With over a quarter of its territory below sea level, the Netherlands has learned over the decades to make good use of water, from what flows from its taps – whose quality is among the highest in the world – to its dam and lock systems, passing through circular strategies for water resource management. This vision, arising from afar and thanks to a constant collective effort between the public and private sectors, research institutes, and universities, has transformed the country into the most important European water technology hub.
Credit for this dynamism also goes to the Water Alliance, a water technology cluster that brings together public and private companies, government agencies, and institutions dedicated to developing solutions. “Our mission is to create synergies among the different entities we collaborate with to solve all water management-related challenges,” explains Harro Brons, business manager of the Water Alliance, “from optimizing drinking water to domestic wastewater treatment, as well as resource efficiency in agriculture and energy.”
Operating in research and development, among other things, Water Alliance hosts specialized laboratories and several demonstration sites at the WaterCampus in Leeuwarden, an innovative technological hub that brings together scientists and companies from across Europe.
Digital solutions to concrete water issues
During the day, 14 companies presented their solutions. For example, Hulo’s algorithms locate and quantify losses, allowing for a better understanding of where to place expensive monitoring sensors. Twinn Aqua Suite’s AI software can intelligently automate processes and make predictive analyses throughout the water cycle: from water production and distribution to transport and wastewater treatment. To ensure high-quality drinking water, microLAN has developed systems that detect pollution from algae, bacteria, and chemical toxicity in water. The monitoring, based on light measurements, can be used in all types of water services.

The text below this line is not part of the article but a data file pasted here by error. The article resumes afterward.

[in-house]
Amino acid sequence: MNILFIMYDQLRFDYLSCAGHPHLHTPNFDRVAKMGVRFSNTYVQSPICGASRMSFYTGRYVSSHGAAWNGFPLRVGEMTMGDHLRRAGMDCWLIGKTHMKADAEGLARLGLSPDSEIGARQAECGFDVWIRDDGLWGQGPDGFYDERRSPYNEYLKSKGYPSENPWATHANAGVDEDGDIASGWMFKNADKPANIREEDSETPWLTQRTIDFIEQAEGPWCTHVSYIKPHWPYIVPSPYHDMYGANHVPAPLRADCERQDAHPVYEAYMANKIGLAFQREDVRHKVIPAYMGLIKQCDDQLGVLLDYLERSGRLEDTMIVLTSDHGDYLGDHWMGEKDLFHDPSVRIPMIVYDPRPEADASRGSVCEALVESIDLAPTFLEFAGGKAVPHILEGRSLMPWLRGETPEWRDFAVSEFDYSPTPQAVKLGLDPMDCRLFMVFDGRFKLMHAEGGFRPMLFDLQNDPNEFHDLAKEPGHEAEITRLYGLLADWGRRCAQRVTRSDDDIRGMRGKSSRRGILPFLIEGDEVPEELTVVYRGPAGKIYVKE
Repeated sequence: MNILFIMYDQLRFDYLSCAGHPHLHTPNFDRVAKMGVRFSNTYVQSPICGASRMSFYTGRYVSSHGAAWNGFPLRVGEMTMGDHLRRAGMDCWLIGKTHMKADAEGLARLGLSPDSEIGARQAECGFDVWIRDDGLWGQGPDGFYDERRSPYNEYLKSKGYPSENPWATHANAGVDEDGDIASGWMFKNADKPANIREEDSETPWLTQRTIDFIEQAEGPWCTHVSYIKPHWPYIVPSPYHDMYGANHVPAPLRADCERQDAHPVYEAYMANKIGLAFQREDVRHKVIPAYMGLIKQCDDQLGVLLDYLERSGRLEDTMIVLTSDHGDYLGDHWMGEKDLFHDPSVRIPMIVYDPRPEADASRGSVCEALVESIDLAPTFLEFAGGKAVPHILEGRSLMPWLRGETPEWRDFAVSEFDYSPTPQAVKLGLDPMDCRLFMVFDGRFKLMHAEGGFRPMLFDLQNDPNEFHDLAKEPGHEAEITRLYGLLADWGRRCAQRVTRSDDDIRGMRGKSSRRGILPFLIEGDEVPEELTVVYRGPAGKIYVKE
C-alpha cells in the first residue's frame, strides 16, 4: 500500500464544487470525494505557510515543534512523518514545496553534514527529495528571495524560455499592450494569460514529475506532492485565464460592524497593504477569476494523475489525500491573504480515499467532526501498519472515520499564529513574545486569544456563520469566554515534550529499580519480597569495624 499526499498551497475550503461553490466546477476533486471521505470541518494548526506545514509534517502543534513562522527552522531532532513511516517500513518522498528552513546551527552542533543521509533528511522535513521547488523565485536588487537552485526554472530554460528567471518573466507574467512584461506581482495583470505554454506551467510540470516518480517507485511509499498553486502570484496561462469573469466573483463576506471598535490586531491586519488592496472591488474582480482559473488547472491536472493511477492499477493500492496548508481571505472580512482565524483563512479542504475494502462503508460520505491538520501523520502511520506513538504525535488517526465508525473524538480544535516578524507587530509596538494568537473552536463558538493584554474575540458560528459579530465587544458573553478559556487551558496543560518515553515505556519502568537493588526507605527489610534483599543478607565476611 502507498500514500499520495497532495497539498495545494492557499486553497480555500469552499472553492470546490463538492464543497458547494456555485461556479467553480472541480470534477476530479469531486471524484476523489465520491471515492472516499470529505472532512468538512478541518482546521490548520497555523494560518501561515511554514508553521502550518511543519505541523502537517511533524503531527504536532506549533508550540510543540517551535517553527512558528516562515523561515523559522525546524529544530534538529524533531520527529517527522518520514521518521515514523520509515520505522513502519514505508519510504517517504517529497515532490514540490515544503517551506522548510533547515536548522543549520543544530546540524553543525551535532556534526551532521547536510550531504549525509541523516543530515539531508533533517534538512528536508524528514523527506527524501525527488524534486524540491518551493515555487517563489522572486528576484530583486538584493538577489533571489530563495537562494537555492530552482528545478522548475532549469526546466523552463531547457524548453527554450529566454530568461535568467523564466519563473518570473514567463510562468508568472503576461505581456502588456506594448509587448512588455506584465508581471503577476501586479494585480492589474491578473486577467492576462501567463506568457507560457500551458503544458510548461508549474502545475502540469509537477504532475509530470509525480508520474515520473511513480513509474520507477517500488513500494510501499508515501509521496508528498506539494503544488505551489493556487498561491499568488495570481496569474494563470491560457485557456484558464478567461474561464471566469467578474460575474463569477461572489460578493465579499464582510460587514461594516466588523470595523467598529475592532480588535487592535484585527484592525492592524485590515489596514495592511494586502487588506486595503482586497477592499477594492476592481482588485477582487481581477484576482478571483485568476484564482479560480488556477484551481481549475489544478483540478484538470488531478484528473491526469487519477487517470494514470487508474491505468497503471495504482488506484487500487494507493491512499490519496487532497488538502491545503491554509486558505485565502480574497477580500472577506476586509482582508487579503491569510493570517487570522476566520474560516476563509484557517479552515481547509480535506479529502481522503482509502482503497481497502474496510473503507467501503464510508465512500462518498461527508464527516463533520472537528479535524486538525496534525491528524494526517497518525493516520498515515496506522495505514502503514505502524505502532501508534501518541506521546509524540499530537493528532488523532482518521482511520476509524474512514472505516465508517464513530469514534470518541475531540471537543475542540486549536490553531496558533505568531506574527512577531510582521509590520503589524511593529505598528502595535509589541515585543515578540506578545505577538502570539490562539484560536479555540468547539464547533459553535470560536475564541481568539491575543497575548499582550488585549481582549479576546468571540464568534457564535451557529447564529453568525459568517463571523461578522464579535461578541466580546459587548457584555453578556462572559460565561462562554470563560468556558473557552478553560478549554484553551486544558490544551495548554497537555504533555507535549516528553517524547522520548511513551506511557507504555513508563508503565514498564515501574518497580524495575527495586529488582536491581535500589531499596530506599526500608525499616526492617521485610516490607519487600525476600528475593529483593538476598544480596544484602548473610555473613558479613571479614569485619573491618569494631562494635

“Among the most concerning issues is the quality of drinking water,” Brons continues. “Micro-pollutants, microplastics, pesticides, and medicinal products from wastewater that penetrate groundwater must be removed sustainably. We have the treatment technologies, but I believe that in the future water tariffs will rise due to purification costs.”
The lesson for Italian utilities
The delegation of Italian utilities, mainly from Northern Italy, has shown great interest in understanding how to approach the issue of water losse. “Spend time observing where the impact of your losses is greatest” advised Dragan Savic. “It is necessary to carefully evaluate where and how to replace your pipelines. From this perspective, data aggregation is essential. But if you have little time and do not have much data, focus on the most urgent issues.”
Skills in the workforce and digital twin models, digitally replicating physical objects and processes to improve all aspects of resource management, were the other key topics discussed. Utrecht was just one stop on a broader tour of the Netherlands and Belgium, which concluded on October 5. Now, Italian Water Utilities have more tools to address the most urgent management issues and streamline their water network.